Selecting or installing a firestop material that will not perform within a system is a potential formula for disaster. For example, an “endothermic” product absorbs heat during a fire. Its function in life is to just take the heat, and typically this type of a product would be applied to a metallic pipe system that penetrates a fire rated barrier. As a metallic pipe is uninsulated, this would be a good selection.

If, however, an endothermic product is applied to an insulated pipe (fiberglass, elastomeric, etc.), the system will fail in an actual fire condition since the endothermic will not expand (intumesce) to fill the void left after the insulation is consumed in the fire. The end result is that smoke, gas, and potentially fire will migrate into the contiguous compartment.

The solution is easy — demand to see the “system” that the manufacturer has tested. Specify the system. Enforce the system. The systems available from manufacturers will cover a high number of penetrations that one would normally encounter in standard construction. Of course, there will be occurrences when a sledge hammer may be used to create an opening for a two-inch iron pipe — that is to say, the hole is too large for the penetrating item, or the penetration is not covered by a system drawing.

In those events, an engineered judgement can be issued from the manufacturer. An engineered judgement is designed to render an opinion (from the manufacturer’s engineering staff) for treating the unusual condition. This recommendation should be based on similar tested systems and referenced as such. Accepting the claim: “this ought to work”, without receiving a design detail based on the current conditions is dangerous. Engineered judgements should be used sparingly, but remember, they are typically a function of how the building really “goes up”, rather than how it was designed. Manufacturers can easily provide 30 to 100 engineered judgements per week — they are reliable, but should never be a substitute for a valid “system”.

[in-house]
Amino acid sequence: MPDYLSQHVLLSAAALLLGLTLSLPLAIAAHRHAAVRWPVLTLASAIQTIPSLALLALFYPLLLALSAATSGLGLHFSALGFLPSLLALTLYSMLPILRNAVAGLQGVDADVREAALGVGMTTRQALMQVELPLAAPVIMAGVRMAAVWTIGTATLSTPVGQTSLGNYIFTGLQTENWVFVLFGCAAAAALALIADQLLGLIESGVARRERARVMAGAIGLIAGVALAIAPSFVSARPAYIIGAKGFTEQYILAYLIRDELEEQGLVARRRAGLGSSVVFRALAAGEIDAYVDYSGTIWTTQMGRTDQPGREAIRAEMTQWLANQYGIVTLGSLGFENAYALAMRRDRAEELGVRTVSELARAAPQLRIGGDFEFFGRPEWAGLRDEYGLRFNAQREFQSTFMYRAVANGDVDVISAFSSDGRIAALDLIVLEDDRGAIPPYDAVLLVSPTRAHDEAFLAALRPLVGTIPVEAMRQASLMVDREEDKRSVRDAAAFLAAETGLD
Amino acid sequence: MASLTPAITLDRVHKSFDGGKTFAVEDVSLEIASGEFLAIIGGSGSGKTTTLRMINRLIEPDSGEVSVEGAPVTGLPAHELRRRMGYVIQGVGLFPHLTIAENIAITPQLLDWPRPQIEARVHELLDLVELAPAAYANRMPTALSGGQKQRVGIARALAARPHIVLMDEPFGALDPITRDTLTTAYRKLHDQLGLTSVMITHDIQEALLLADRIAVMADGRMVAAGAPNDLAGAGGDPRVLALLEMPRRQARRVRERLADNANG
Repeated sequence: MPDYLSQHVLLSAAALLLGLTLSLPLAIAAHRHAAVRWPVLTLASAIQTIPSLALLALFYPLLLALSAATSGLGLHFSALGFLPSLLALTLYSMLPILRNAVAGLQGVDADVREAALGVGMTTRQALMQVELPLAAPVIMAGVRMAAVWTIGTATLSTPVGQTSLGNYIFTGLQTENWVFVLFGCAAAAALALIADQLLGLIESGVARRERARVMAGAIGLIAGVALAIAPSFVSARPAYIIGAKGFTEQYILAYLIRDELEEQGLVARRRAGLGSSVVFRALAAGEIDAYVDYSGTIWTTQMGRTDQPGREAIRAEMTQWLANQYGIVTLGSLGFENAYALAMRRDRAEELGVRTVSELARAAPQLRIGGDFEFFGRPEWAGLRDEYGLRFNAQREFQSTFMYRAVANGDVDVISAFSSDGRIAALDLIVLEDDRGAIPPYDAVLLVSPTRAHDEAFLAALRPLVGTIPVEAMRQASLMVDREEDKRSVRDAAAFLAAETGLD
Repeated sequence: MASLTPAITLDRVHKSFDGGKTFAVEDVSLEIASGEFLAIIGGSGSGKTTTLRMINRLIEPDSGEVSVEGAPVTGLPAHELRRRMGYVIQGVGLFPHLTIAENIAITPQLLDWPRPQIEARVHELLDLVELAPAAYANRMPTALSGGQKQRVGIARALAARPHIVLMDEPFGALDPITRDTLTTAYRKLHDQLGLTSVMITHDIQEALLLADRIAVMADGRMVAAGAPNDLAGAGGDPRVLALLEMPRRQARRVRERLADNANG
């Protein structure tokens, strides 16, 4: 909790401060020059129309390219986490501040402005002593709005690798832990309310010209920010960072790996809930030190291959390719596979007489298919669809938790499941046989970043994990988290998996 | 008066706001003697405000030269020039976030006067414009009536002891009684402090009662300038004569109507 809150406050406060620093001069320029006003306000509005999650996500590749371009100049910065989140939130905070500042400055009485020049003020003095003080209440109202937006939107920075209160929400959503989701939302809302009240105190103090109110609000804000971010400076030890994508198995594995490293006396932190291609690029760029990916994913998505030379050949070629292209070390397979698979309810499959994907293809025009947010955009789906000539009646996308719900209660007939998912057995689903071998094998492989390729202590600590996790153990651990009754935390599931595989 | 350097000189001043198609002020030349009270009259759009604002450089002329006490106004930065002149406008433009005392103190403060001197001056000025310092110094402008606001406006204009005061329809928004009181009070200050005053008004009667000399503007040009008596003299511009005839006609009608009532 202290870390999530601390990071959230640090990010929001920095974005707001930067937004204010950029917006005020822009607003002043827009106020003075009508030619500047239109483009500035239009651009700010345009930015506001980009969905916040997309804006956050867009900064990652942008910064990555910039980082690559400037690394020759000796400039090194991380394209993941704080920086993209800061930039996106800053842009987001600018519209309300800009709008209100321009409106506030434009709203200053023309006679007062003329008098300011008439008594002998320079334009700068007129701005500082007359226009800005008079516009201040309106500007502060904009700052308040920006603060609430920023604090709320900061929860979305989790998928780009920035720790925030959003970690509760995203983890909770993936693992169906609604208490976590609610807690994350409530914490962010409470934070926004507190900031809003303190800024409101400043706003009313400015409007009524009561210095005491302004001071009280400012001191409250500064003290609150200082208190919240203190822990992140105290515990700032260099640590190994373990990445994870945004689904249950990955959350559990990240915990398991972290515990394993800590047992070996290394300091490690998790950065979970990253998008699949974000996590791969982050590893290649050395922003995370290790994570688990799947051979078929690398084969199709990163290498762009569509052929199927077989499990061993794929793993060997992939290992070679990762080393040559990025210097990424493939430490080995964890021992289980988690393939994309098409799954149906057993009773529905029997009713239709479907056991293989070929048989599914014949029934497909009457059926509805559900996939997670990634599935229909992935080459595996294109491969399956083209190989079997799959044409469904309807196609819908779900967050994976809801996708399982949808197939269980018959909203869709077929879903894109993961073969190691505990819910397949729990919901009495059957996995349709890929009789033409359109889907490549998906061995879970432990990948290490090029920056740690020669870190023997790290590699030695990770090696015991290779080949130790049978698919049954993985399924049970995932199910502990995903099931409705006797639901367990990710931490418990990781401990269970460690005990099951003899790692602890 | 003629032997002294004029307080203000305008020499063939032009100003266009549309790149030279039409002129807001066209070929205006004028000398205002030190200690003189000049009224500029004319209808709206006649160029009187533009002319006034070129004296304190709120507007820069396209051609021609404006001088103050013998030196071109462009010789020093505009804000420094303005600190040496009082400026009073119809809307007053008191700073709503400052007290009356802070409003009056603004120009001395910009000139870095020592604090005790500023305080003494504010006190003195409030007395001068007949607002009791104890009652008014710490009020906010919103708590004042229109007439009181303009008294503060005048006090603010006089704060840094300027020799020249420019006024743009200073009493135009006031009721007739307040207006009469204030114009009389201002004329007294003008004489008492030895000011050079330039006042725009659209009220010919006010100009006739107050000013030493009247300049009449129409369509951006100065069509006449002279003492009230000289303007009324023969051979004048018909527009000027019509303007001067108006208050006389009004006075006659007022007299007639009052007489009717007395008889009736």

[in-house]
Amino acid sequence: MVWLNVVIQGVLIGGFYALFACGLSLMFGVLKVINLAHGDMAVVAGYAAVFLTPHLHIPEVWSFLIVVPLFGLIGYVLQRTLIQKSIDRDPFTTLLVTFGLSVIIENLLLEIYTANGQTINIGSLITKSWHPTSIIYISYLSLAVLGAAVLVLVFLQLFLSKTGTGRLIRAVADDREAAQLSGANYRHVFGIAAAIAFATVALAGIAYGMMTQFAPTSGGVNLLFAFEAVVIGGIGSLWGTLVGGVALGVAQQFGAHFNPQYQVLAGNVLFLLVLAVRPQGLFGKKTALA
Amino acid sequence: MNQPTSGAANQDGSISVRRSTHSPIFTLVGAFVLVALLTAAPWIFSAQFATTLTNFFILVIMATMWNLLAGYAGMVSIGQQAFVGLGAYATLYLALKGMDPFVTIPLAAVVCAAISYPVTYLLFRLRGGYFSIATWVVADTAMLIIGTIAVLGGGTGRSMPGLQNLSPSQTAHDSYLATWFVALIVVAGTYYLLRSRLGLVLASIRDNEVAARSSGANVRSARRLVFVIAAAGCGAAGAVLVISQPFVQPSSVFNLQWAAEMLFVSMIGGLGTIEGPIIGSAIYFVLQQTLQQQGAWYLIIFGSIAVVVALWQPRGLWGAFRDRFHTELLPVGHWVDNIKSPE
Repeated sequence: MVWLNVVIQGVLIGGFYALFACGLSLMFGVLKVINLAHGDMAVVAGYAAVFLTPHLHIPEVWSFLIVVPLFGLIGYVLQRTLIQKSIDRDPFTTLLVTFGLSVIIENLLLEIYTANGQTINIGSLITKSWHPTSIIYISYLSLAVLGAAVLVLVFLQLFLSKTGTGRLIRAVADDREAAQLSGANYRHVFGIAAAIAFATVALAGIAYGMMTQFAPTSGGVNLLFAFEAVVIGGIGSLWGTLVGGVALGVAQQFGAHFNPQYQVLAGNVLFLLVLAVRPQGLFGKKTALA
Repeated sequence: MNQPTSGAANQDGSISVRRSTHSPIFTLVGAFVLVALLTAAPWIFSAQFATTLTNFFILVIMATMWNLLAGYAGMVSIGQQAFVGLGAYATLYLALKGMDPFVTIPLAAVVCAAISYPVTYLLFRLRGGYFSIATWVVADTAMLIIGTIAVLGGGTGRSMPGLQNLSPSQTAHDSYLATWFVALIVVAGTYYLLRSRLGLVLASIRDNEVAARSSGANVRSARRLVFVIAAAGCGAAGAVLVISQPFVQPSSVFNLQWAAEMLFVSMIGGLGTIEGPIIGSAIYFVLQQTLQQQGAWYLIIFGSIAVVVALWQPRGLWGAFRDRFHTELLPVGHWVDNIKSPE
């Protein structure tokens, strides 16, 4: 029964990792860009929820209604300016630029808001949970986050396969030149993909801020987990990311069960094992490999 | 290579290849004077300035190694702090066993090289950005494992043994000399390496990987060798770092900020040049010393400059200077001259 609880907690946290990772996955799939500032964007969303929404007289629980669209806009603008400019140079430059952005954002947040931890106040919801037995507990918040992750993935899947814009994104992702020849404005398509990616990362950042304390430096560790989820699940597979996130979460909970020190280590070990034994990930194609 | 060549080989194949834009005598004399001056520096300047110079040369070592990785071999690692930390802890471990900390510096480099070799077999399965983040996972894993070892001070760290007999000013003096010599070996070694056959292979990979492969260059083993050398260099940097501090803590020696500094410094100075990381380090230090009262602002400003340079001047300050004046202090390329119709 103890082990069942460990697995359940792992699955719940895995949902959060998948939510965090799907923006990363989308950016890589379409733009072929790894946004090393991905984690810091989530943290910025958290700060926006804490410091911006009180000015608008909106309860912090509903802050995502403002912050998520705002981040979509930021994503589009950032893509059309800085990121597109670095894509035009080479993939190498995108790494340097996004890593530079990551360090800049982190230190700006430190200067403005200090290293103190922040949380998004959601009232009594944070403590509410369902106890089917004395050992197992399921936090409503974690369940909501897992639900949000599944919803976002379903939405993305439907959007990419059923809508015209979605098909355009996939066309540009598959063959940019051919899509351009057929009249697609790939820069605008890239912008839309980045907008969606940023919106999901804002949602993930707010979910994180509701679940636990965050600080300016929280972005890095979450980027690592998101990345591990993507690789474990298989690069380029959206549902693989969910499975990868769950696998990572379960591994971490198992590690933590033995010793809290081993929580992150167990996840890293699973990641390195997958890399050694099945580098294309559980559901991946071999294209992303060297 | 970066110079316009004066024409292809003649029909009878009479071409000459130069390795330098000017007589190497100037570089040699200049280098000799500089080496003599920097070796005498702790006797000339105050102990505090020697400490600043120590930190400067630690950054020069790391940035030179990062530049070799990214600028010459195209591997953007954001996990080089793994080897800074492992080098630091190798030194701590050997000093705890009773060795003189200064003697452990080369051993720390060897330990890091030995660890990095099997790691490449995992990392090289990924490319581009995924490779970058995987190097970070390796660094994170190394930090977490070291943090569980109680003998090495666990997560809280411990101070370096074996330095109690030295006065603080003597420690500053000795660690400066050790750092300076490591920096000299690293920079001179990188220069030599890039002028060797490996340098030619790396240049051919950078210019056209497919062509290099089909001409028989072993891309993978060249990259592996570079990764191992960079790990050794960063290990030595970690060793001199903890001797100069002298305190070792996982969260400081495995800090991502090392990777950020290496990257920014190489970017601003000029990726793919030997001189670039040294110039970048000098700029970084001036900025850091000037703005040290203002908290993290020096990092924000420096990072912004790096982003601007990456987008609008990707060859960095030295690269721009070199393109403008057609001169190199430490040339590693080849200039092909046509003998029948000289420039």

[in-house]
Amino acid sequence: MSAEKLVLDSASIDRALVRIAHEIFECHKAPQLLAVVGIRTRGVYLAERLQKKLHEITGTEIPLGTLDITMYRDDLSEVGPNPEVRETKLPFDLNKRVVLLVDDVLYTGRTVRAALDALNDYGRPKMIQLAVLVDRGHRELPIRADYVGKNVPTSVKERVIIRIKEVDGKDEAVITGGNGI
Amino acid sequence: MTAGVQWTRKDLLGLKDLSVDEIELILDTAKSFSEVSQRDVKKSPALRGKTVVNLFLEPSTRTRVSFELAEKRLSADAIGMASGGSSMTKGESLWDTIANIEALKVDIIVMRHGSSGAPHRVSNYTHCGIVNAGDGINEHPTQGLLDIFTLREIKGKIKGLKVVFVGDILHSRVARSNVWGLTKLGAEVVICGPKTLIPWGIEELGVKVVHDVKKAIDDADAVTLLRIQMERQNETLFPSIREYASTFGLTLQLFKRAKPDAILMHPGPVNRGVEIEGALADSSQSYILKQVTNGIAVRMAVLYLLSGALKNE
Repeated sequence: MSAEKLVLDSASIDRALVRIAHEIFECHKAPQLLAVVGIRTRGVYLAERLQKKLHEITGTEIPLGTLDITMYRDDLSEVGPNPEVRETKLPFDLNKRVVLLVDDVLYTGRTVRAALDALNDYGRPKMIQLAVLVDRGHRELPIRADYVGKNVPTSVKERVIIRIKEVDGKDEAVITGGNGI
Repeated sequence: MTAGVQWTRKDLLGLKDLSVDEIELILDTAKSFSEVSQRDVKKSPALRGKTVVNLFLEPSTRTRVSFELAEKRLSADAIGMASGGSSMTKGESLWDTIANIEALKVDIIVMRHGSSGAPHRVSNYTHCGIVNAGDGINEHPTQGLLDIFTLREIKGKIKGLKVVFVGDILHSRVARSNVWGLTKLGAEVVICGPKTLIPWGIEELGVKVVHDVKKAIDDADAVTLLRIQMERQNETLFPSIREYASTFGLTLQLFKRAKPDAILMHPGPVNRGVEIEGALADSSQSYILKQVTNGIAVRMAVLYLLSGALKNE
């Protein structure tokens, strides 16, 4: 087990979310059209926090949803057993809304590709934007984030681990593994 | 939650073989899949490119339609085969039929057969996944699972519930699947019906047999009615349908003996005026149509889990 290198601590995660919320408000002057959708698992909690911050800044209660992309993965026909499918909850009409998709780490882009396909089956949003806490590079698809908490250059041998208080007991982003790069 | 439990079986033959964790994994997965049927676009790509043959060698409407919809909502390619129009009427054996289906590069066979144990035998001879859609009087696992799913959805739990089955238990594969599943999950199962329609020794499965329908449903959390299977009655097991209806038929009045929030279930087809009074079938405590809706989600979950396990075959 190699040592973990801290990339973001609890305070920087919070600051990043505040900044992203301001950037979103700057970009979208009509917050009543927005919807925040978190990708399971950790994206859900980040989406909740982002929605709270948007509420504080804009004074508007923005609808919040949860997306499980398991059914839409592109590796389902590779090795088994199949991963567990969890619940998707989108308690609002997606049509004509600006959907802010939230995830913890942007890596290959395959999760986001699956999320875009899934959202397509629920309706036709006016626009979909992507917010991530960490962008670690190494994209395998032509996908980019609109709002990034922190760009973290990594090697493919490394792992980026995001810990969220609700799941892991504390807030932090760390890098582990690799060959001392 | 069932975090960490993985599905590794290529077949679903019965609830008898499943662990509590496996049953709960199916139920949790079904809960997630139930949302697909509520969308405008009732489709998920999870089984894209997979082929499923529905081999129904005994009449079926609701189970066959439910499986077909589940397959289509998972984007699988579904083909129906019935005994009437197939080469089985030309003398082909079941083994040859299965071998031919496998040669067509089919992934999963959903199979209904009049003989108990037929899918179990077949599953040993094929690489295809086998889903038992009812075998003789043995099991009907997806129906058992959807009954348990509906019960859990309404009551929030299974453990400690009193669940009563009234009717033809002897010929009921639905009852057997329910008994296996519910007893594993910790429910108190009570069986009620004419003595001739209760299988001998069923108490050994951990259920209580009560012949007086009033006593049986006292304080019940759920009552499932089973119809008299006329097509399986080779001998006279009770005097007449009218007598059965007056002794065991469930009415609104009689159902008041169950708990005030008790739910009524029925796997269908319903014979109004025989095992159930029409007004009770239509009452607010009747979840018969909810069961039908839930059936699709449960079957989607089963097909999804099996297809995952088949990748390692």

In earlier days, when telecommunications was an infant industry, firestopping was not the issue it is today. Many facets of our lives now require telecommunications, and the markets are growing daily.

Circuit integrity and equipment protections are paramount in maintaining the high levels of communication we require to perform the simplest tasks. As our communication systems sprawl through buildings, crossing fire rated walls and floors, the opportunity for a fire to spread through a building increases with each penetration
we create.